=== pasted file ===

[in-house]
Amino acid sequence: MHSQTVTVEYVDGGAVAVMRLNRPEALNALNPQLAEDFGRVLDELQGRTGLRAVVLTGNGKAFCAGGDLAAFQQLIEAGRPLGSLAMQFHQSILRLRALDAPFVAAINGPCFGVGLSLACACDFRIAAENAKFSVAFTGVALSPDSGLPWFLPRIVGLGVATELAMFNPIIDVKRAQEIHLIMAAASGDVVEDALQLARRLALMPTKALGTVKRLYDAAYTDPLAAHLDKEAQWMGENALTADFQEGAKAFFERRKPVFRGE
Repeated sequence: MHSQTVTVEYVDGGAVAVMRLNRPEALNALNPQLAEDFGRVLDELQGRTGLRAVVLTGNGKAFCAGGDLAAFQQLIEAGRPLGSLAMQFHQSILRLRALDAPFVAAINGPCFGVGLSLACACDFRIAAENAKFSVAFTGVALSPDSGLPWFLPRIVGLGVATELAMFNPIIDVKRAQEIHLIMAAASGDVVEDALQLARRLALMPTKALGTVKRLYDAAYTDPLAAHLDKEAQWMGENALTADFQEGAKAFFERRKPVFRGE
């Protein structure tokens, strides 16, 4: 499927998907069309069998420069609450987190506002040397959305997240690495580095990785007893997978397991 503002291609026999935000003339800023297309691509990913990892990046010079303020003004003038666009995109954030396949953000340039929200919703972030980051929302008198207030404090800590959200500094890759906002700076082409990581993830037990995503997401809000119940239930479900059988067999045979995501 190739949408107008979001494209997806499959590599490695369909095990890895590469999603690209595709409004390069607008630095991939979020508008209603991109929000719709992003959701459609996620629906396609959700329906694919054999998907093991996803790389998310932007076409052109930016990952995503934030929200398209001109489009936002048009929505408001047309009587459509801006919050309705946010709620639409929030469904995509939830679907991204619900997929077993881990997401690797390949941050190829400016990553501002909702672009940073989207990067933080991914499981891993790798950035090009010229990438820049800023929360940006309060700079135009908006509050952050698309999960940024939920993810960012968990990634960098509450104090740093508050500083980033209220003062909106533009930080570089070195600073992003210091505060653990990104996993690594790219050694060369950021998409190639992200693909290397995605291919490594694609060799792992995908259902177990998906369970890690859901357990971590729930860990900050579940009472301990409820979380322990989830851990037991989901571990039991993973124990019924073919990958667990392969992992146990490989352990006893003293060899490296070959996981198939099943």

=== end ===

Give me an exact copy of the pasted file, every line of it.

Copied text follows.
[in-house]
Amino acid sequence: MHSQTVTVEYVDGGAVAVMRLNRPEALNALNPQLAEDFGRVLDELQGRTGLRAVVLTGNGKAFCAGGDLAAFQQLIEAGRPLGSLAMQFHQSILRLRALDAPFVAAINGPCFGVGLSLACACDFRIAAENAKFSVAFTGVALSPDSGLPWFLPRIVGLGVATELAMFNPIIDVKRAQEIHLIMAAASGDVVEDALQLARRLALMPTKALGTVKRLYDAAYTDPLAAHLDKEAQWMGENALTADFQEGAKAFFERRKPVFRGE
Repeated sequence: MHSQTVTVEYVDGGAVAVMRLNRPEALNALNPQLAEDFGRVLDELQGRTGLRAVVLTGNGKAFCAGGDLAAFQQLIEAGRPLGSLAMQFHQSILRLRALDAPFVAAINGPCFGVGLSLACACDFRIAAENAKFSVAFTGVALSPDSGLPWFLPRIVGLGVATELAMFNPIIDVKRAQEIHLIMAAASGDVVEDALQLARRLALMPTKALGTVKRLYDAAYTDPLAAHLDKEAQWMGENALTADFQEGAKAFFERRKPVFRGE
């Protein structure tokens, strides 16, 4: 499927998907069309069998420069609450987190506002040397959305997240690495580095990785007893997978397991 503002291609026999935000003339800023297309691509990913990892990046010079303020003004003038666009995109954030396949953000340039929200919703972030980051929302008198207030404090800590959200500094890759906002700076082409990581993830037990995503997401809000119940239930479900059988067999045979995501 190739949408107008979001494209997806499959590599490695369909095990890895590469999603690209595709409004390069607008630095991939979020508008209603991109929000719709992003959701459609996620629906396609959700329906694919054999998907093991996803790389998310932007076409052109930016990952995503934030929200398209001109489009936002048009929505408001047309009587459509801006919050309705946010709620639409929030469904995509939830679907991204619900997929077993881990997401690797390949941050190829400016990553501002909702672009940073989207990067933080991914499981891993790798950035090009010229990438820049800023929360940006309060700079135009908006509050952050698309999960940024939920993810960012968990990634960098509450104090740093508050500083980033209220003062909106533009930080570089070195600073992003210091505060653990990104996993690594790219050694060369950021998409190639992200693909290397995605291919490594694609060799792992995908259902177990998906369970890690859901357990971590729930860990900050579940009472301990409820979380322990989830851990037991989901571990039991993973124990019924073919990958667990392969992992146990490989352990006893003293060899490296070959996981198939099943």